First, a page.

...or query the data clicking the:
The goal of each summer season is to take measurements in early spring (Oct/Nov) and late summer (late January). This provides a measure of seasonal winter/summer changes of glacier mass.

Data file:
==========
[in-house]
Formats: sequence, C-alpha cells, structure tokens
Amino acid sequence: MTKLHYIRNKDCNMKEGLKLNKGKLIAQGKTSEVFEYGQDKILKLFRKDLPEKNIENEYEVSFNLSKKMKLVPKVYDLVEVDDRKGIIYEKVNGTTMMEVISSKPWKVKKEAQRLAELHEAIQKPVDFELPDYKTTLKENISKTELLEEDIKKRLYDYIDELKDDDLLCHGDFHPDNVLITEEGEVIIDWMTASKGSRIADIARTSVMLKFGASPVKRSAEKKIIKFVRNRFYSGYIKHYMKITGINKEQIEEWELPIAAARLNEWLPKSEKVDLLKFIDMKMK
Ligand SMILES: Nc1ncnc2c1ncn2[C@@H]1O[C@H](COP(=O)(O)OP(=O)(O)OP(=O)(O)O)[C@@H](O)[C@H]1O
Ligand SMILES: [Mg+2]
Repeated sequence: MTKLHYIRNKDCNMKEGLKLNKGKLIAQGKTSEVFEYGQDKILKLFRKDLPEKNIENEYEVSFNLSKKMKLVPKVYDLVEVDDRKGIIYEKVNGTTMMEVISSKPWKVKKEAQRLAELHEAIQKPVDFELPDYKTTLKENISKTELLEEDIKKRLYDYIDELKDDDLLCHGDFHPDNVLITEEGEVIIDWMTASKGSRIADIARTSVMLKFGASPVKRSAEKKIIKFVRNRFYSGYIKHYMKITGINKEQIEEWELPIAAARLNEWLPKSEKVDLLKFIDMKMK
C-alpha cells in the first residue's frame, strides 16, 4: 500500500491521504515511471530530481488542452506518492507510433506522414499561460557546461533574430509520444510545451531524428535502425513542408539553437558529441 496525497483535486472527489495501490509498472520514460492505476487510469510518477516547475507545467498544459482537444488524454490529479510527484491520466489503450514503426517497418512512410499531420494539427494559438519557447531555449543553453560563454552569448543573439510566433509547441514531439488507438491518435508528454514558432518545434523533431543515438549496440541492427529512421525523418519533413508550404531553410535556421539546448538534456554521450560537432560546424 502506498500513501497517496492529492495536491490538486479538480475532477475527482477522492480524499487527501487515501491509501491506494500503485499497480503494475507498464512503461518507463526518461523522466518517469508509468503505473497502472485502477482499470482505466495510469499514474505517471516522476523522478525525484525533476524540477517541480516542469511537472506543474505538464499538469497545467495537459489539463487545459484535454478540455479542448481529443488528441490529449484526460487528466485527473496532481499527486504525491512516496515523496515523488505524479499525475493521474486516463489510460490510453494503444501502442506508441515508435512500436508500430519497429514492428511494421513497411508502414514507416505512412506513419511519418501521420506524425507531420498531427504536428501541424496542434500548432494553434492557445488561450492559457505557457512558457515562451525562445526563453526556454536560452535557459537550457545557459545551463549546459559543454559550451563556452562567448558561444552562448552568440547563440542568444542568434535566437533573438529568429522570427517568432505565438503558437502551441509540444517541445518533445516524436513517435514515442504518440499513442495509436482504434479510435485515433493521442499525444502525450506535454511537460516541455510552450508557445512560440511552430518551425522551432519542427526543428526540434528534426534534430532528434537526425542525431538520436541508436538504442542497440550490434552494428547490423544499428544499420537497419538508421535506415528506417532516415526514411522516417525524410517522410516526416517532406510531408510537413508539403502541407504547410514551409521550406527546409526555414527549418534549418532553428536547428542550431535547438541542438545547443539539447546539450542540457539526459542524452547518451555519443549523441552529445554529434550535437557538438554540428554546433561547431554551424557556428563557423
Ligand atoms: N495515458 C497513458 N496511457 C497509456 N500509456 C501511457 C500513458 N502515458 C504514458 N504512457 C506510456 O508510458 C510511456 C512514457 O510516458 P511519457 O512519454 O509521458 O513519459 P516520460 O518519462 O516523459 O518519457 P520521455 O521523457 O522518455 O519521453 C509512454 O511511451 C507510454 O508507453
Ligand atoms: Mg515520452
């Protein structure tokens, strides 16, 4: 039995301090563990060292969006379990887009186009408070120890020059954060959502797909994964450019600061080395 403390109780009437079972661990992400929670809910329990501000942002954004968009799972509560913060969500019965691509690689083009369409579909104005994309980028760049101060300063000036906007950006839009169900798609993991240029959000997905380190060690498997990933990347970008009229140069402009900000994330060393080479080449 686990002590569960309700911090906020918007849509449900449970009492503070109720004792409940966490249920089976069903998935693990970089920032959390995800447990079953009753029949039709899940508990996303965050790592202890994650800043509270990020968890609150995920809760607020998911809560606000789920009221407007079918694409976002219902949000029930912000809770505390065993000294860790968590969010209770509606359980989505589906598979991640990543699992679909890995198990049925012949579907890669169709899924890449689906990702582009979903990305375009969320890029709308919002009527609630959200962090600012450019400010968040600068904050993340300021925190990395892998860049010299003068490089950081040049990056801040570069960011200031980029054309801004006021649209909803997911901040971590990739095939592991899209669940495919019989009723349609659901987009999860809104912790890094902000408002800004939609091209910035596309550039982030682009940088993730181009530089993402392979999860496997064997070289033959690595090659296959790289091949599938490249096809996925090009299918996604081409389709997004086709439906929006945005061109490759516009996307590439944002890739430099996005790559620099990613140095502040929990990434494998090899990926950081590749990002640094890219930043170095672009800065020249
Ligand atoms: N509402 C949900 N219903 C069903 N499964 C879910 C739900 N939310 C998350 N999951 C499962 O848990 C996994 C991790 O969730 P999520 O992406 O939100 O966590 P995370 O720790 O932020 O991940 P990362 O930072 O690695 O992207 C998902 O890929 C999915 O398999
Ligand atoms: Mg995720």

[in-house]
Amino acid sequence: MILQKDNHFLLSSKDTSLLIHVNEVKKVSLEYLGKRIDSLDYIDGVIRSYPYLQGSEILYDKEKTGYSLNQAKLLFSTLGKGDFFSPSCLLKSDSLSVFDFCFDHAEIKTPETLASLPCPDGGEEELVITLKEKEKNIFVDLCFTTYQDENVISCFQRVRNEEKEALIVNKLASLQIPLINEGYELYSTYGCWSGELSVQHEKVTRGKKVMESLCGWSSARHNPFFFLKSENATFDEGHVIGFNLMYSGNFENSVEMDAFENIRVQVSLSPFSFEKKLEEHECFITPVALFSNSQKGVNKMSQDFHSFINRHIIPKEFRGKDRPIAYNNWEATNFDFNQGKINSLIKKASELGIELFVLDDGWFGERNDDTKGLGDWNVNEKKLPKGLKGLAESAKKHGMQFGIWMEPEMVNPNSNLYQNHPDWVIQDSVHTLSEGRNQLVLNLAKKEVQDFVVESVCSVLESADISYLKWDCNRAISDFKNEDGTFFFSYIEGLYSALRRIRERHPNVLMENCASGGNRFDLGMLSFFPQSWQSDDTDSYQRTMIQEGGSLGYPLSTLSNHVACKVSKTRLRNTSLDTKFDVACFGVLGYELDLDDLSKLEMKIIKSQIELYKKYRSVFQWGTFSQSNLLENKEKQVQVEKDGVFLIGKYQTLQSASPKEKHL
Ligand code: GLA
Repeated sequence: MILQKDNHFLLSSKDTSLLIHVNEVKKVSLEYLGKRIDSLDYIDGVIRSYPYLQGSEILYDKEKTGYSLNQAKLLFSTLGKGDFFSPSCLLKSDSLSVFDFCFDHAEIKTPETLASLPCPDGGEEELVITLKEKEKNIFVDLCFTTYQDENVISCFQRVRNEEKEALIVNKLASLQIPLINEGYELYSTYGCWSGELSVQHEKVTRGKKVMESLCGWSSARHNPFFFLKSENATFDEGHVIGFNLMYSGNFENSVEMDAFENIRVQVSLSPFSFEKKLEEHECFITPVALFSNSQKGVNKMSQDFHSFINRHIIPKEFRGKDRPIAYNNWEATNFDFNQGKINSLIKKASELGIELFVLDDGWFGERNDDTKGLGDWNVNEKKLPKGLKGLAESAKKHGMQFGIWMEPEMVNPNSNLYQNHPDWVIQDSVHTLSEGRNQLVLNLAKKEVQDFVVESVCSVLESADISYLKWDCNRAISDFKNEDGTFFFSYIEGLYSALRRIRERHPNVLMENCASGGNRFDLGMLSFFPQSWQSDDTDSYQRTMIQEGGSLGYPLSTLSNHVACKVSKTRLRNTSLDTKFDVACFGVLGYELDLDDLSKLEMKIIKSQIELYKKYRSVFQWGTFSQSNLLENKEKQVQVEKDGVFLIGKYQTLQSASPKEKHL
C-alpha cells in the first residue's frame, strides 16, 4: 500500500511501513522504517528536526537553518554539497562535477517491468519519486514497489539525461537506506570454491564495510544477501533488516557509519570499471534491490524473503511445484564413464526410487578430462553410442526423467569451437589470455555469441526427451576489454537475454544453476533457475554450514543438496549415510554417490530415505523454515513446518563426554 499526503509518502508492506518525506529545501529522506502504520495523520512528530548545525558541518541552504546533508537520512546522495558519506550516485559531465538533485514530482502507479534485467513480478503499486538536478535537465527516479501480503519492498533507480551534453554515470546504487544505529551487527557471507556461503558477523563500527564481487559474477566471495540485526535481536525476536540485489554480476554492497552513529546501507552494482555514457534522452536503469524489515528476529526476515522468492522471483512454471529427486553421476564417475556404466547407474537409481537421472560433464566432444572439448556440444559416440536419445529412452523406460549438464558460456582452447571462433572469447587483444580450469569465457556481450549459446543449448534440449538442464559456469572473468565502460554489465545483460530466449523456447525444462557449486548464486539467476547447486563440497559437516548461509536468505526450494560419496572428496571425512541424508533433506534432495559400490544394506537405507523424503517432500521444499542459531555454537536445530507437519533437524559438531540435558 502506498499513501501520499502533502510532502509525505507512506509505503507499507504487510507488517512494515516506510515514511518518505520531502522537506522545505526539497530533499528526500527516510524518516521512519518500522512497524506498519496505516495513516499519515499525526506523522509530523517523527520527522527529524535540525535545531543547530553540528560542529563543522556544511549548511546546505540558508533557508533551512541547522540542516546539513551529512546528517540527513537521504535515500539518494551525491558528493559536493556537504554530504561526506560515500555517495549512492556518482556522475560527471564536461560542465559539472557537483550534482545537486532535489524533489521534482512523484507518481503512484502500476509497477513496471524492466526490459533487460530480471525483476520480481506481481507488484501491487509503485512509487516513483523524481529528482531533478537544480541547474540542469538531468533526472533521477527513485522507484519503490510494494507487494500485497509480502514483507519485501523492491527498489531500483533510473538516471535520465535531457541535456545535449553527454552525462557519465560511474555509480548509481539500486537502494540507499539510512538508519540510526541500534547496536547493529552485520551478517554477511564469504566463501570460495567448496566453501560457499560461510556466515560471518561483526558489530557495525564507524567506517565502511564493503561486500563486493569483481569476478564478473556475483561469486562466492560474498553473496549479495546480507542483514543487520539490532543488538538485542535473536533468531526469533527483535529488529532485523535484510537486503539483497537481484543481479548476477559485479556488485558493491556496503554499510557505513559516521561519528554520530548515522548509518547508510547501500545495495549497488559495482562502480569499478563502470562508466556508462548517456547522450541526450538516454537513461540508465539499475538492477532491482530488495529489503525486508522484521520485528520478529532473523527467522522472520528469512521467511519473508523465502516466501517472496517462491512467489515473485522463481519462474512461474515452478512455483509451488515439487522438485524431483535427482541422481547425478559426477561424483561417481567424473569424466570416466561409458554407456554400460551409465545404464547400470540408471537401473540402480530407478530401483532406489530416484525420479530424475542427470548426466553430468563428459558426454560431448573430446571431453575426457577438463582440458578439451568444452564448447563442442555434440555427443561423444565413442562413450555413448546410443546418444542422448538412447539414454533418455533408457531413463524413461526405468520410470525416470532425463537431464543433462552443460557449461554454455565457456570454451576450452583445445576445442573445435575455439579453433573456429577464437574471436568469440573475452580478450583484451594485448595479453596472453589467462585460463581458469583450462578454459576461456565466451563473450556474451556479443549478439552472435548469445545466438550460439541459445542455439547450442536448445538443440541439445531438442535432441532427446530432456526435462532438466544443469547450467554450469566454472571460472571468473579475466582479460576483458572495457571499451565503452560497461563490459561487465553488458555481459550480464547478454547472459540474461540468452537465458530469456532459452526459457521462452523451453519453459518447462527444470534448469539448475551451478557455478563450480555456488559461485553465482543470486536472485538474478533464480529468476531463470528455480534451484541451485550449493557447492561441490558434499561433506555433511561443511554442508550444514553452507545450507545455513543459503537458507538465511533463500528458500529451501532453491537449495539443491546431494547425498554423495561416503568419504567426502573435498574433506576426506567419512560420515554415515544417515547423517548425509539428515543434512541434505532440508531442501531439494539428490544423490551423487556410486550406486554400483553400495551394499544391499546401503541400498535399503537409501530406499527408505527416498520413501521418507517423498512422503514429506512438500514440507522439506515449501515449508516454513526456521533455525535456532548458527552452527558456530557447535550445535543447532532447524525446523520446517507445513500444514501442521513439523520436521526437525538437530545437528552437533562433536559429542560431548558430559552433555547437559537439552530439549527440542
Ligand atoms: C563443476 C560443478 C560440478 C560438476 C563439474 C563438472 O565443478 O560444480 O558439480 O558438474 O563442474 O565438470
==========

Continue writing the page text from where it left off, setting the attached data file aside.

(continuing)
The methods of data collection are described in the glacier stake heights, snow depths and glacier snow density metadata files. To convert the data to mass values, the total change in ice height (usually negative) and snow height (depth for snow covered ice) at each stake are multiplied by their respective densities. The density for ice is 0.9 g/cm3 and the density for snow is measured in nearby snowpits. The final error of the mass balance measurement is based on the errors in the stake heights and snow depths found by replicated measurements. The errors were carried through the calculations based on Baird, D.C., 1962. Experimentation: An Introduction to Measurement Theory and Experiment Design. Prentice Hall, Englewood. We assume no error in the snow density measurements. A Note about Stake names A stake with an H or V indicates a stake along the ice cliff that forms the boundary of the glacier terminus. An H is a horizontal stake placed into the vertical wall of the glacier terminus, and V is a stake placed into the ice apron at the base of the ice cliff. The vertical stakes were installed to support the horizontal stakes and provide a nearby measure of ablation for a surface with a much different slope. A Note about the Zone variable: The accumulation zone is the region on the glacier where snow accumulation exceeds ablation, therefore the region is always snow covered, and typically restricted to the higher altitudes of the glacier. The ablation zone is the region where ablation exceeds snow accumulation and the surface is ice, although occasionally covered with seasonal snow. This is important for evaluating the other variables. In the accumulation zone, for example, there will be no height to ice. A Note about Ice WEQ Change: The density used can be calculated from snow height change, or directly examined in the glacier snow density file. A Note about Standard Deviation Calculations: During the early years only one or two measurements of surface height were taken at each stake. If two measurements were taken, the average was used and the range expressed as the error; note of this was made in "comments" field. If greater than 2 measurements of surface height and snow depth were taken, standard deviation of Total WEQ Change was based on a calculation of errors.